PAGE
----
Reimbursement Advisor

Low payment for cystectomy with oophorectomy

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Q My physician removed a patient’s ovaries and also performed a dilation and curettage. We coded these procedures as 58661 (Laparoscopy, surgical; with removal of adnexal structures [partial or total oophorectomy and/or salpingectomy]) and 58120-51 (Dilation and curettage, diagnostic and/or therapeutic [nonobstetrical]; multiple procedure), but received extremely low reimbursement.

The operative report stated extensive work was involved. An 8-cm ovarian cyst was excised, and some cystic fluid aspirated. Should we appeal? Also, should we have added modifier -22 (unusual procedural services) to 58661?

A First, keep in mind that payers always reduce the allowable on the second procedure performed, since they are paying for only the intraservice work, not the procedure’s entire global package.

Next: Code 58661 does not allow you to bill additionally for ovarian cyst removal or cystic fluid aspiration, because the physician also removed the ovary. However, there is 1 scenario in which additional reimbursement is possible.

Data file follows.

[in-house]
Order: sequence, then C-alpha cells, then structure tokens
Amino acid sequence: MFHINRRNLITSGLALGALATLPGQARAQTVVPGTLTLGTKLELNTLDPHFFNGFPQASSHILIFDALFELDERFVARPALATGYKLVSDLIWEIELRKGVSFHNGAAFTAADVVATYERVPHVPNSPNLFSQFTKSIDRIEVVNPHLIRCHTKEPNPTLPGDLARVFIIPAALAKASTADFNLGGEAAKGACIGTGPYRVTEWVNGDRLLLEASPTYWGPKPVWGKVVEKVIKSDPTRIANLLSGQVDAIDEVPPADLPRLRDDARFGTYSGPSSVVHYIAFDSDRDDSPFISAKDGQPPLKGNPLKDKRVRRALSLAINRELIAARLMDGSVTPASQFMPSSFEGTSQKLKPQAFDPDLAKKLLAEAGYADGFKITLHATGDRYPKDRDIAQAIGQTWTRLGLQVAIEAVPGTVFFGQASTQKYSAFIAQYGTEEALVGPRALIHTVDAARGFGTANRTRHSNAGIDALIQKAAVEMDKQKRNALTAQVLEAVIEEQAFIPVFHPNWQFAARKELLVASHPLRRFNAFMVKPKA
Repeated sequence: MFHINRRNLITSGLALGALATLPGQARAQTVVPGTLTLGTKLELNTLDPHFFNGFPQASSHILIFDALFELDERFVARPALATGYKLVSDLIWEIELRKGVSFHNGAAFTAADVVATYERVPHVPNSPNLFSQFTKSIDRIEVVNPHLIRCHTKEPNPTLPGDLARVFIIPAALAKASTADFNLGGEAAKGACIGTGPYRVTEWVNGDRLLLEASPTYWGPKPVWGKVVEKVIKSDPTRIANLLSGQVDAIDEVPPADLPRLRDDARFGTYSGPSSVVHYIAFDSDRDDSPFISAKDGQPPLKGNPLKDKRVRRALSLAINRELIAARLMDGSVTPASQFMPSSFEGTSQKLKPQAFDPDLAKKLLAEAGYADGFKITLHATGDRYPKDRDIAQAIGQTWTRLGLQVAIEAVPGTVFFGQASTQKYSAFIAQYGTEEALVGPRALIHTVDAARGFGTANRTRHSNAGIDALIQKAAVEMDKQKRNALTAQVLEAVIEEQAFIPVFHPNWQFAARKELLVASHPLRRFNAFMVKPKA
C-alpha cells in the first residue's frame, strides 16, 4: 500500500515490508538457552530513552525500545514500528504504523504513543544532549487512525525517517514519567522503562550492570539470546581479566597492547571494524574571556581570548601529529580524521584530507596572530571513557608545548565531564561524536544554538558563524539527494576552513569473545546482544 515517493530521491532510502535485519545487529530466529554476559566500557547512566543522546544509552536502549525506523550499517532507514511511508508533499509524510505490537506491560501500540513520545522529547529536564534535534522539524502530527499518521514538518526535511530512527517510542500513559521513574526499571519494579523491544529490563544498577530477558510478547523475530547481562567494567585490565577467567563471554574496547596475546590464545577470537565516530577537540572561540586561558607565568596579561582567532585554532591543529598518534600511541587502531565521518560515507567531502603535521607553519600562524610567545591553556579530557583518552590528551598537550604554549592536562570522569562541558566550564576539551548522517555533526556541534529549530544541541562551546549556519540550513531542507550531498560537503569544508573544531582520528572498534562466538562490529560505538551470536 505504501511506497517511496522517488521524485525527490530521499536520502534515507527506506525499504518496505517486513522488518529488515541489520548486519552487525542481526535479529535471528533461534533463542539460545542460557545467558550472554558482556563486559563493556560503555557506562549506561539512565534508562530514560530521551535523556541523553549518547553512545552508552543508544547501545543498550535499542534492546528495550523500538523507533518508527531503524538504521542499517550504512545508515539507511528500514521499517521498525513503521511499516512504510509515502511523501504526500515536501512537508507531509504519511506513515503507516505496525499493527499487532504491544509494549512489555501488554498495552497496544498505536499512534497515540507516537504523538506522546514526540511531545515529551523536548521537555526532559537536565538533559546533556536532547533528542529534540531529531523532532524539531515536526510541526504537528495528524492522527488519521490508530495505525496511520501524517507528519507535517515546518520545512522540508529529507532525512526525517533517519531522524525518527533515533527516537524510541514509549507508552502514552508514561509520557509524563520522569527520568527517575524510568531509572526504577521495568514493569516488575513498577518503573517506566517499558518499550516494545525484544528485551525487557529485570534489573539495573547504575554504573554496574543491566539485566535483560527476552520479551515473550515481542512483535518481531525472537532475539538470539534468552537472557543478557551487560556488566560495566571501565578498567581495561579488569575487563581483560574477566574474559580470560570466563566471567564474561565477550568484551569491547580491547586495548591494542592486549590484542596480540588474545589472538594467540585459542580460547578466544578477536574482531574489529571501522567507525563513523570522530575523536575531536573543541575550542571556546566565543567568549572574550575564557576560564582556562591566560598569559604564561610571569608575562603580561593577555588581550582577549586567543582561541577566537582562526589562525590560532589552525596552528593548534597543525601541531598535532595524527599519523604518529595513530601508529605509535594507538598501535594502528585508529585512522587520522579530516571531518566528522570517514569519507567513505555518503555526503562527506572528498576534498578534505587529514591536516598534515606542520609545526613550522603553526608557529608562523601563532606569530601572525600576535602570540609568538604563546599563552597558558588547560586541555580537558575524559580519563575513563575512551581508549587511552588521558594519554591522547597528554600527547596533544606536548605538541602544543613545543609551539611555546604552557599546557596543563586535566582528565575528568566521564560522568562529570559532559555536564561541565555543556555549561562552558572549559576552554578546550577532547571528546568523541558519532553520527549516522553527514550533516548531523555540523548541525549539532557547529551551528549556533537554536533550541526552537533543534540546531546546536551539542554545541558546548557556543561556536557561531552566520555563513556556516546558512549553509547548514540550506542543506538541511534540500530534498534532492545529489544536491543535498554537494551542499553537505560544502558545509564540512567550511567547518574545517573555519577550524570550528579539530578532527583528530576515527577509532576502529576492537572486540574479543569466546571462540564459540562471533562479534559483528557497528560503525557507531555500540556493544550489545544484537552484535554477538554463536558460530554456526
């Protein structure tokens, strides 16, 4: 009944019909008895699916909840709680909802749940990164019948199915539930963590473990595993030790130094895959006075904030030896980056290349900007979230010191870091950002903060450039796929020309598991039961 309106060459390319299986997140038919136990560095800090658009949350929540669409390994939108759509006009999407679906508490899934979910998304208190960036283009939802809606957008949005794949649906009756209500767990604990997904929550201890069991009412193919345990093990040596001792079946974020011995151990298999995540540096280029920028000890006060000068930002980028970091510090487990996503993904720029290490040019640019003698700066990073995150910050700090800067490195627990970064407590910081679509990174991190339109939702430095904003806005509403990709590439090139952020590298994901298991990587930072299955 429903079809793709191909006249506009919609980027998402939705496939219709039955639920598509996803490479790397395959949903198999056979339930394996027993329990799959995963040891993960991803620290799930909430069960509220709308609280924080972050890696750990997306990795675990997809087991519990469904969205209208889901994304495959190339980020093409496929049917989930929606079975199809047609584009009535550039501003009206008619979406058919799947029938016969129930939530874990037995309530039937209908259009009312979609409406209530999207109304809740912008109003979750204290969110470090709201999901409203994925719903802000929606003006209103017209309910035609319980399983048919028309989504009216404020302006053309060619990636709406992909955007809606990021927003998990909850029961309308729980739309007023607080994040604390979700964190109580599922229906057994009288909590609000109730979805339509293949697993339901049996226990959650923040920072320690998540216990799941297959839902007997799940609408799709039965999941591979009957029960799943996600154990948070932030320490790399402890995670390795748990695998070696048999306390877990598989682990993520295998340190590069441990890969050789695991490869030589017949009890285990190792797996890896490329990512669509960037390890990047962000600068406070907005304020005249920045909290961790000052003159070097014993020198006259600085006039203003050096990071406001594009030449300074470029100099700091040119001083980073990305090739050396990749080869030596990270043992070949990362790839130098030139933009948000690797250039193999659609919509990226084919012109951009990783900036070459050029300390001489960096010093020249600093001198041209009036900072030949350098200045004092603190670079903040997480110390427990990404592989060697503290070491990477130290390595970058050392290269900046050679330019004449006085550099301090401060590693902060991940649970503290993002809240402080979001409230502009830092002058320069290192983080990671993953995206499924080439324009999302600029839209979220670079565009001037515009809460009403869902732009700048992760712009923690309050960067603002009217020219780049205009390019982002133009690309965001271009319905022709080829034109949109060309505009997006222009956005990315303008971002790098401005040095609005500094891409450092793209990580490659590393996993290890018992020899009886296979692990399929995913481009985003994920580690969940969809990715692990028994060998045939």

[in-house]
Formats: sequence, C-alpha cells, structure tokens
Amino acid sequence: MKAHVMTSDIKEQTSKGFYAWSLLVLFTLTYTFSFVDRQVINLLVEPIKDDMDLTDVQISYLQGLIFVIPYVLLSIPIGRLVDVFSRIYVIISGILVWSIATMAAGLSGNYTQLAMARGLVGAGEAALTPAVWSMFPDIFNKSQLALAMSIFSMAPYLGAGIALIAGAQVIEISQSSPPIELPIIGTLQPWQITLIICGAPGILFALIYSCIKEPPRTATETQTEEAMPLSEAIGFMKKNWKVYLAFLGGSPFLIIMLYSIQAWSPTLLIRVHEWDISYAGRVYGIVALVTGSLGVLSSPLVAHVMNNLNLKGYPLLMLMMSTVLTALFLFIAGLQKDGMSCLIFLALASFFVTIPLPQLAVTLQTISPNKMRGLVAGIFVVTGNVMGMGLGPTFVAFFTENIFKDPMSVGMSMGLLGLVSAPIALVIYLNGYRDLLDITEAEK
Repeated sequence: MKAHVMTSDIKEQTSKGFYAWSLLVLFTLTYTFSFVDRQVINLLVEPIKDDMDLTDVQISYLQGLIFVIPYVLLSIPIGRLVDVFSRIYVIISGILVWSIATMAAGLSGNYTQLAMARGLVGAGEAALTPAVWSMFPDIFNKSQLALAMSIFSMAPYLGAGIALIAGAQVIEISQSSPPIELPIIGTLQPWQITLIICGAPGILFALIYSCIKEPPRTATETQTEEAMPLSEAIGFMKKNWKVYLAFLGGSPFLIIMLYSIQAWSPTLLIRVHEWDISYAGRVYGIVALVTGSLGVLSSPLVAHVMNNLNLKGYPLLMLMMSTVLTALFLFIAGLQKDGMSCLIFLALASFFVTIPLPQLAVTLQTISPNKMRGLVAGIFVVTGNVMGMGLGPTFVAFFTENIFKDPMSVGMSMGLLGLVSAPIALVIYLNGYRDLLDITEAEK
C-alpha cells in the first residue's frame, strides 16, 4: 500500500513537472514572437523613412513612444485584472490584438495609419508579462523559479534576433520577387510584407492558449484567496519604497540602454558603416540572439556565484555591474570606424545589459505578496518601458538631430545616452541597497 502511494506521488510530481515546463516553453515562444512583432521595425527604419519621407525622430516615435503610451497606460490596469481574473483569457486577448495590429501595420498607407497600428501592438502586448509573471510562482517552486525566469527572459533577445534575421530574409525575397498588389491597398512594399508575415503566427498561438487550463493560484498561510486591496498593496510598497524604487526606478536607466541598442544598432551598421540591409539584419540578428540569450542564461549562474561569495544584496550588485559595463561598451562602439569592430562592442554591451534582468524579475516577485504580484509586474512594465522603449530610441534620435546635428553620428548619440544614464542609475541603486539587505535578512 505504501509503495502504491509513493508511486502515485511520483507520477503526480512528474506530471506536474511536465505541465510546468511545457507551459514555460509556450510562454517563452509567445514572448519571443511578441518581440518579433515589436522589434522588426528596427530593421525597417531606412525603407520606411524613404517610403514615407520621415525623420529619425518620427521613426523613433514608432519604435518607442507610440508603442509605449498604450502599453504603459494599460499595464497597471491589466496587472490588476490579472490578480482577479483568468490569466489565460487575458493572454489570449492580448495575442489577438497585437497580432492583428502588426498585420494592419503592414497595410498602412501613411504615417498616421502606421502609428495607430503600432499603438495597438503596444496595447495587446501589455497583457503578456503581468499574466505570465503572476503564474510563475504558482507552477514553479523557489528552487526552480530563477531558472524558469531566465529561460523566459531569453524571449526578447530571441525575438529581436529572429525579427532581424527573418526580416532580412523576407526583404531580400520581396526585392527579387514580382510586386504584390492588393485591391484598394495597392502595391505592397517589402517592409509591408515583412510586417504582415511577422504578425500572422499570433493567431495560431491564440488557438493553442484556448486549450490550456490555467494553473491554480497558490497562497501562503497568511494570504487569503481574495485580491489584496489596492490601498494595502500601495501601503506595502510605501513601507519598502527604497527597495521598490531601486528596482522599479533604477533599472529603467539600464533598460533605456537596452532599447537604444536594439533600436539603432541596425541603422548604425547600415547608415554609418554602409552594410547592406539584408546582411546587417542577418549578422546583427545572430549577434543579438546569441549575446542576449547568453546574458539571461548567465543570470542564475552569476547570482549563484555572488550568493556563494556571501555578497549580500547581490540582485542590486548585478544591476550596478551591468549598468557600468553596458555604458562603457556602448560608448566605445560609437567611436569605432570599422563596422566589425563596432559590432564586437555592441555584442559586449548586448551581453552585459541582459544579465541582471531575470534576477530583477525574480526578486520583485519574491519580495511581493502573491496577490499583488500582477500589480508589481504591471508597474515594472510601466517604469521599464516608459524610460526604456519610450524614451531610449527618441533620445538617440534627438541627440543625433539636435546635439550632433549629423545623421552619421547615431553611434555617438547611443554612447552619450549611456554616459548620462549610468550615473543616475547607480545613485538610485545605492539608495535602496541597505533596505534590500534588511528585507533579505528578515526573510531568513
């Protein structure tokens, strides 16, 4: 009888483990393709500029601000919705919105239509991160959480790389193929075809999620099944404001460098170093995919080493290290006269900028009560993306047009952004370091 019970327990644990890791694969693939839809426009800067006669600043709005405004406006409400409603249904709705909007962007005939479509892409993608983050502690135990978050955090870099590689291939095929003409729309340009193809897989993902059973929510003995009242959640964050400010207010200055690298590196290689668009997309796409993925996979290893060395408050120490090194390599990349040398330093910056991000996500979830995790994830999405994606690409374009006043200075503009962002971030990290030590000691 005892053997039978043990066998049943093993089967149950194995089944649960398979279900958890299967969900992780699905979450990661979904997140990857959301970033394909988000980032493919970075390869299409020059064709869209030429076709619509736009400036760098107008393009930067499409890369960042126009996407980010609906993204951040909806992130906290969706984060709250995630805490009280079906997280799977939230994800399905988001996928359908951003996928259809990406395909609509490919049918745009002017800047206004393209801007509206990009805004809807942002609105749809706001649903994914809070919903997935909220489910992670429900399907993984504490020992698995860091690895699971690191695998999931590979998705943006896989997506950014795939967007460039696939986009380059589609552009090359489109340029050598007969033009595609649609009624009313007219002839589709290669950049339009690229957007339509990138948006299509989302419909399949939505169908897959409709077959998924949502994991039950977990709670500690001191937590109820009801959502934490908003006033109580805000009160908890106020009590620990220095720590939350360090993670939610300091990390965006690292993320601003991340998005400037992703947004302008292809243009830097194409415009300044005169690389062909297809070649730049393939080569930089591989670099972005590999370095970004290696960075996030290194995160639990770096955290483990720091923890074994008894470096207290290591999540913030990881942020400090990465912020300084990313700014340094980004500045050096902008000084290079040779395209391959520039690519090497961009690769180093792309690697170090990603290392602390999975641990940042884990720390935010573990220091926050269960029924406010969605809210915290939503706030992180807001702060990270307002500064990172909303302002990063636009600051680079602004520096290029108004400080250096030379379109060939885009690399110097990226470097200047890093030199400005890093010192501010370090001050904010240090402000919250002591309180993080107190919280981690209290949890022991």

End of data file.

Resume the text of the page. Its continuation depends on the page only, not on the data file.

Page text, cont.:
An oophorectomy is by definition the removal of 1 ovary. For CPT codes in which oophorectomy is an integral part of the procedure (eg, total abdominal hysterectomy/bilateral salpingo-oophorectomy, open oophorectomy, open salpingo-oophorectomy) the language indicates whether they are used to report a partial or total unilateral or bilateral removal. Code 58661, however, only indicates “partial or total oophorectomy”—leading to the belief that it applies to only 1 side, not both.

If a physician removes the ovary on 1 side, but removes an ovarian cyst on the other, and if the payer agrees with this interpretation of the code, you might be able to bill both 58661 and 58662 (which covers both removal and aspiration of the ovarian cyst), placing the modifiers -RT (right side) and -LT (left side) as appropriate. Still, many payers—including Medicare—do not agree with this interpretation and will not reimburse in this manner.

Your question, however, indicates that both ovaries were removed. Thus, additional reimbursement is unlikely.

Ms. Witt, former program manager in the Department of Coding and Nomenclature at the American College of Obstetricians and Gynecologists, is an independent coding and documentation consultant. Reimbursement Adviser reflects the most commonly accepted interpretations of CPT-4 and ICD-9-CM coding. When in doubt on a coding or billing matter, check with your individual payer.

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